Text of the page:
Superior Education



Frequently Asked Bobbin Questions

Q: Why should I use prewound bobbins when I can wind my own?

Prewound bobbins are wound by high-tech machines which provide a smooth, uniform wind. The result is much more thread on the bobbin than a self-wound bobbin. Whether you're in the middle of an embroidery design or a quilting or sewing project, having to stop to change the bobbin is always an inconvenience. Prewound bobbins are game changers for dedicated sewists and quilters. The convenience of popping in a new bobbin without spending time to wind it is worth every penny.

This is 100% untrue. Today, almost all major machine companies sell prewound bobbins.

These are the three most common sizes of prewound bobbins. Some longarm machines (A-1, Gammill, and Handi Quilter) take the M-style bobbin, which is larger in diameter than both L-style and Class bobbins. L-style bobbins and Class 15 bobbins are nearly identical in diameter (Class 15 bobbins are about 0.5 millimeters larger in diameter). L-style bobbins used to be the most popular bobbin style but with the abundance of rotary bobbin mechanisms and drop in bobbins, the Class 15 bobbin style is now the most popular bobbin style for home sewing machines.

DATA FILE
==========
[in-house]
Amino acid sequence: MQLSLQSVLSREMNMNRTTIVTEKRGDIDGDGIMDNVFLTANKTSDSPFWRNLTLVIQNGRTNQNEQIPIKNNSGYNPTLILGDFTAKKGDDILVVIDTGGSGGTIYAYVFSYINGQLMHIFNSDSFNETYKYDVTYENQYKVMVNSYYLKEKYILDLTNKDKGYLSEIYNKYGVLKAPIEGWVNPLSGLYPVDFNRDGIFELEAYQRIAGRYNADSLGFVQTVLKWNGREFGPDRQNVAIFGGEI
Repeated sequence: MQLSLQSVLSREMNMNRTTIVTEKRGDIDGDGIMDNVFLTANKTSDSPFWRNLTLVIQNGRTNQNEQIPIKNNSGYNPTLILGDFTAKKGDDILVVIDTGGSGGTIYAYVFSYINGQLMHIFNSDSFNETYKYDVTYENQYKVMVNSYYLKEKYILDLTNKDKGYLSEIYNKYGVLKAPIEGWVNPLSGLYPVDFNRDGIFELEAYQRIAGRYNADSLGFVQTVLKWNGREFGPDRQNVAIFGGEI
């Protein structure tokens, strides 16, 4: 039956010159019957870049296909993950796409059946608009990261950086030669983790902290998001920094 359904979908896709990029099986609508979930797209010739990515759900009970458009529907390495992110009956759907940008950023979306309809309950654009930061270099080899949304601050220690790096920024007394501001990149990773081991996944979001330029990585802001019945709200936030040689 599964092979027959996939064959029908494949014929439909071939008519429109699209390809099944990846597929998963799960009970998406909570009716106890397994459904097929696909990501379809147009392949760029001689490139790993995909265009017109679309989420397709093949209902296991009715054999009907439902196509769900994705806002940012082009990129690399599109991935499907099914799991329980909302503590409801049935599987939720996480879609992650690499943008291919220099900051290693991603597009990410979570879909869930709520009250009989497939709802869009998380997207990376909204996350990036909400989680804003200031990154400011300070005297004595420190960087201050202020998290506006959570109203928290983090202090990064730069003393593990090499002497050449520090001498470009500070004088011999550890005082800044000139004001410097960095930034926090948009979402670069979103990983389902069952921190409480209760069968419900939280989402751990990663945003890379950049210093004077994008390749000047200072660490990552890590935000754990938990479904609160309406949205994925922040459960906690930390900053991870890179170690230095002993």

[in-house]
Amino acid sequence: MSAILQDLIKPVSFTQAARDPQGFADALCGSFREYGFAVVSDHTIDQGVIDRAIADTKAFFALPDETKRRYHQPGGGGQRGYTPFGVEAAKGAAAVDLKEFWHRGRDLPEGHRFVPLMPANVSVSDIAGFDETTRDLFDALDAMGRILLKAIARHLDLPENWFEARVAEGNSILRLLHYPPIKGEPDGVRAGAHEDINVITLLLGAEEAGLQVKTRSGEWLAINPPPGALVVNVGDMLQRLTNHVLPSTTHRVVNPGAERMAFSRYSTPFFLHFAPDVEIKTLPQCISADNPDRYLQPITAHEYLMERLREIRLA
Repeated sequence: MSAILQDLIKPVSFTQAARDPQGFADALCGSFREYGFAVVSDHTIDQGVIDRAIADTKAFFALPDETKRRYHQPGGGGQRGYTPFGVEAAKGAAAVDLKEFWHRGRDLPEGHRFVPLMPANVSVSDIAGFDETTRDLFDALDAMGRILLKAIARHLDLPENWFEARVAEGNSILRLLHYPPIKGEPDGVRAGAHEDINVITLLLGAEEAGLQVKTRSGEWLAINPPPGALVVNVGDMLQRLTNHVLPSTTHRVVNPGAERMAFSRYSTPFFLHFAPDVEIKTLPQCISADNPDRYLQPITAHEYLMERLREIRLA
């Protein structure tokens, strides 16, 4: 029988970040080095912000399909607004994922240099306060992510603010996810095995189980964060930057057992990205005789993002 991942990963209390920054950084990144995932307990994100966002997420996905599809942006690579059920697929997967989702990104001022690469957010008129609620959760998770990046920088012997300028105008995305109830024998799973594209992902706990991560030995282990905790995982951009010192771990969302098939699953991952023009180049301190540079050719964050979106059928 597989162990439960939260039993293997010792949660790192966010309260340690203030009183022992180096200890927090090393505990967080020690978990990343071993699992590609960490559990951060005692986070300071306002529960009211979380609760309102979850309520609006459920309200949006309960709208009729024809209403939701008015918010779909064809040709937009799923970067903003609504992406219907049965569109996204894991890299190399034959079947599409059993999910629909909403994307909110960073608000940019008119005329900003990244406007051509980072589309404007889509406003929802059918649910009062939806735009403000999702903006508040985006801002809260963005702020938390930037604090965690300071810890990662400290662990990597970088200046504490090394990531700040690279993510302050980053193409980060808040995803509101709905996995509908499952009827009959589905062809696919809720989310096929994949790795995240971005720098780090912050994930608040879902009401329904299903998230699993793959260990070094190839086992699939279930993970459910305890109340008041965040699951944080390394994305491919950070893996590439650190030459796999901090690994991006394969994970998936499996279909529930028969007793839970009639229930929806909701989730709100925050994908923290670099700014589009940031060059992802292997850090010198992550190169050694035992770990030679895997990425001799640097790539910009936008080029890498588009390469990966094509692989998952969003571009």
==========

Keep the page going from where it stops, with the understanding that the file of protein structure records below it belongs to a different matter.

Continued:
Machine manufacturers make what they believe is the best bobbin for their respective machines. Some are made to fit only their machine and are not interchangeable with other machines, while others use a common bobbin style which is interchangeable with other machines. If a bobbin style is exclusive to a specific machine (think of the new Bernina 7 and 8 series, Pfaff Creative series, and several Singer machines), generic bobbins generally do not exist. We don't recommend choosing a machine based solely on the bobbin style. Machines should be chosen on what is most important to you, whether it's technology, number of stitches or features, or footprint. However, if your sewing machine or longarm machine uses one of the three popular bobbin styles, you have an added bonus of being able to use prewound bobbins.

Either type is fine. Plastic bobbins are reusable; cardboard bobbins are disposable. Because the plastic-sided bobbins are so smooth, they may continue to spin even after your machine stops and cause backlash. There is talk of some people experiencing backlash with plastic-sided bobbins and complaints fro others that cardboard-sided bobbins don't work with bobbin sensors. Our recommendation is to try them both. Find what works well for you and your machine.

 Yes, there is a top side to a bobbin depending on your machine. If your machine specifies that the thread needs to unwind with the bobbin rotating in a clockwise direction, hold a bobbin flat in your left hand and pull the end of the thread with your right hand, unwinding the bobbin. As you unwind the bobbin, the bobbin should rotate in a clockwise direction. If the bobbin is rotating counter-clockwise, turn it over and the direction will reverse. By properly placing the bobbin in the bobbin case, the bobbin system can work as designed. If you use machine-branded bobbins, the logo mark on the bobbin is usually the top side. In summary, both sides of the bobbin are equal, but thread is usually meant to unwind in one direction. Watch our video on How a Bobbin Works.